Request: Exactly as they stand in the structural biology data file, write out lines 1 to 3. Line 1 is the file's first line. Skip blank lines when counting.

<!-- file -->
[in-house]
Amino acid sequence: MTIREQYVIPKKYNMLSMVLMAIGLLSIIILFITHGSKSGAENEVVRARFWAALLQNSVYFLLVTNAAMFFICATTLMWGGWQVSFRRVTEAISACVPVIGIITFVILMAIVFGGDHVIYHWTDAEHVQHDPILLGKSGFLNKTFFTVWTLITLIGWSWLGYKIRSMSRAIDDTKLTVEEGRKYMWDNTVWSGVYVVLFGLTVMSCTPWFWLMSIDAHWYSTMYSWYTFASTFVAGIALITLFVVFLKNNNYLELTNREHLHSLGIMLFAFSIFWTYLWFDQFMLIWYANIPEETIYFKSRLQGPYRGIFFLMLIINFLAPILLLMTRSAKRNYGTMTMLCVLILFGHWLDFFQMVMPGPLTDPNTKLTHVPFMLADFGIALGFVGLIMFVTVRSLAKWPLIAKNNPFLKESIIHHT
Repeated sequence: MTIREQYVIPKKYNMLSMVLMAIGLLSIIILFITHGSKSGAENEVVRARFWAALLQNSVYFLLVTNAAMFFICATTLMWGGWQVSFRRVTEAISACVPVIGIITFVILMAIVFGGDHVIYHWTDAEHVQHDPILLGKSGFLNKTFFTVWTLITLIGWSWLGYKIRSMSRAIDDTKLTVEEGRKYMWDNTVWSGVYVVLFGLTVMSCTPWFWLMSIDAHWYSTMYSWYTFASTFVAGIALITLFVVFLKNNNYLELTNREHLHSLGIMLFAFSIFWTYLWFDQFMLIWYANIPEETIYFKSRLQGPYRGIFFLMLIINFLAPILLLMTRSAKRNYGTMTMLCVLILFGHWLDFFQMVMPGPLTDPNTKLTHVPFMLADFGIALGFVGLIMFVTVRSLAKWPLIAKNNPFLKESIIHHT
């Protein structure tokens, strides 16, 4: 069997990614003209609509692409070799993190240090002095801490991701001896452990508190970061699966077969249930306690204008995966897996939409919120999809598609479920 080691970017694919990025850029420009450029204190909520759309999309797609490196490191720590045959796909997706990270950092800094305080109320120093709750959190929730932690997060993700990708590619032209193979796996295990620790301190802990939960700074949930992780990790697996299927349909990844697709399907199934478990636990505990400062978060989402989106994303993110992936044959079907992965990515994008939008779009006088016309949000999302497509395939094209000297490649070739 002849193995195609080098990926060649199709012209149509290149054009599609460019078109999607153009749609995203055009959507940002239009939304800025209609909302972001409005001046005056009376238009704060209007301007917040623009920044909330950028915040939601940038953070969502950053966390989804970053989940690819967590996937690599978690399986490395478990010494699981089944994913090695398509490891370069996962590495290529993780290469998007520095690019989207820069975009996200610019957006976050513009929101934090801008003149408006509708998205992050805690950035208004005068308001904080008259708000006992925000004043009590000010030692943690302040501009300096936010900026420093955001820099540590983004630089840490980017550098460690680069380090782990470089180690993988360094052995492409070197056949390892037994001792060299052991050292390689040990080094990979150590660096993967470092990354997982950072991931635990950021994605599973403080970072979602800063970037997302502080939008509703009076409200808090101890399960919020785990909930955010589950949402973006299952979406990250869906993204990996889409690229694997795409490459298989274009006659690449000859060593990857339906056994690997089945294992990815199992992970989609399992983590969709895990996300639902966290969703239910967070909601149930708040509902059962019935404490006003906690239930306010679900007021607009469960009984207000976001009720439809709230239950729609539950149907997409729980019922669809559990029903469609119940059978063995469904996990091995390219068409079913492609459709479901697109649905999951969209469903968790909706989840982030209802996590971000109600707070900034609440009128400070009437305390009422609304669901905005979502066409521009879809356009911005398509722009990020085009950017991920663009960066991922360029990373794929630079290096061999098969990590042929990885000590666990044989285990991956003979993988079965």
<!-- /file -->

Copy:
[in-house]
Amino acid sequence: MTIREQYVIPKKYNMLSMVLMAIGLLSIIILFITHGSKSGAENEVVRARFWAALLQNSVYFLLVTNAAMFFICATTLMWGGWQVSFRRVTEAISACVPVIGIITFVILMAIVFGGDHVIYHWTDAEHVQHDPILLGKSGFLNKTFFTVWTLITLIGWSWLGYKIRSMSRAIDDTKLTVEEGRKYMWDNTVWSGVYVVLFGLTVMSCTPWFWLMSIDAHWYSTMYSWYTFASTFVAGIALITLFVVFLKNNNYLELTNREHLHSLGIMLFAFSIFWTYLWFDQFMLIWYANIPEETIYFKSRLQGPYRGIFFLMLIINFLAPILLLMTRSAKRNYGTMTMLCVLILFGHWLDFFQMVMPGPLTDPNTKLTHVPFMLADFGIALGFVGLIMFVTVRSLAKWPLIAKNNPFLKESIIHHT
Repeated sequence: MTIREQYVIPKKYNMLSMVLMAIGLLSIIILFITHGSKSGAENEVVRARFWAALLQNSVYFLLVTNAAMFFICATTLMWGGWQVSFRRVTEAISACVPVIGIITFVILMAIVFGGDHVIYHWTDAEHVQHDPILLGKSGFLNKTFFTVWTLITLIGWSWLGYKIRSMSRAIDDTKLTVEEGRKYMWDNTVWSGVYVVLFGLTVMSCTPWFWLMSIDAHWYSTMYSWYTFASTFVAGIALITLFVVFLKNNNYLELTNREHLHSLGIMLFAFSIFWTYLWFDQFMLIWYANIPEETIYFKSRLQGPYRGIFFLMLIINFLAPILLLMTRSAKRNYGTMTMLCVLILFGHWLDFFQMVMPGPLTDPNTKLTHVPFMLADFGIALGFVGLIMFVTVRSLAKWPLIAKNNPFLKESIIHHT